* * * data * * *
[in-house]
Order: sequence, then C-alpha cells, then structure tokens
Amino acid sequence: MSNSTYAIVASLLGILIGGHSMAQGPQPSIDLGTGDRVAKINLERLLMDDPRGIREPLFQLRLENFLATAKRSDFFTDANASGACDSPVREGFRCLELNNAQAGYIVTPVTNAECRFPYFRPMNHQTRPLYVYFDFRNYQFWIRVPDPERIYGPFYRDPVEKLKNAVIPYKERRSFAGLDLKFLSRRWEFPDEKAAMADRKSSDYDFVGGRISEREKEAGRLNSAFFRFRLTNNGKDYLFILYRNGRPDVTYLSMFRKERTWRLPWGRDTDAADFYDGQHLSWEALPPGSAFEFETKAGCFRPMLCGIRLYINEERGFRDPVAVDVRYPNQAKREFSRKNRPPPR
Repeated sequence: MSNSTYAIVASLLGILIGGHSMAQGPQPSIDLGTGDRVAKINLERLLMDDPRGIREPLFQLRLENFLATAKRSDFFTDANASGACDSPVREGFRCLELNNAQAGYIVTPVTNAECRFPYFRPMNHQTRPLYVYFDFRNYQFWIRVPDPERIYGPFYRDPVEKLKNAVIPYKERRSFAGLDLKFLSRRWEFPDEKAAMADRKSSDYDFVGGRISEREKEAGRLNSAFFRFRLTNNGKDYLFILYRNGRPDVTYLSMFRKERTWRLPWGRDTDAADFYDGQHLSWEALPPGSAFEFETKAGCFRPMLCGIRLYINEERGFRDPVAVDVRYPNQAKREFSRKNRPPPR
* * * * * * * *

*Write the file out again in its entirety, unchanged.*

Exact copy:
[in-house]
Order: sequence, then C-alpha cells, then structure tokens
Amino acid sequence: MSNSTYAIVASLLGILIGGHSMAQGPQPSIDLGTGDRVAKINLERLLMDDPRGIREPLFQLRLENFLATAKRSDFFTDANASGACDSPVREGFRCLELNNAQAGYIVTPVTNAECRFPYFRPMNHQTRPLYVYFDFRNYQFWIRVPDPERIYGPFYRDPVEKLKNAVIPYKERRSFAGLDLKFLSRRWEFPDEKAAMADRKSSDYDFVGGRISEREKEAGRLNSAFFRFRLTNNGKDYLFILYRNGRPDVTYLSMFRKERTWRLPWGRDTDAADFYDGQHLSWEALPPGSAFEFETKAGCFRPMLCGIRLYINEERGFRDPVAVDVRYPNQAKREFSRKNRPPPR
Repeated sequence: MSNSTYAIVASLLGILIGGHSMAQGPQPSIDLGTGDRVAKINLERLLMDDPRGIREPLFQLRLENFLATAKRSDFFTDANASGACDSPVREGFRCLELNNAQAGYIVTPVTNAECRFPYFRPMNHQTRPLYVYFDFRNYQFWIRVPDPERIYGPFYRDPVEKLKNAVIPYKERRSFAGLDLKFLSRRWEFPDEKAAMADRKSSDYDFVGGRISEREKEAGRLNSAFFRFRLTNNGKDYLFILYRNGRPDVTYLSMFRKERTWRLPWGRDTDAADFYDGQHLSWEALPPGSAFEFETKAGCFRPMLCGIRLYINEERGFRDPVAVDVRYPNQAKREFSRKNRPPPR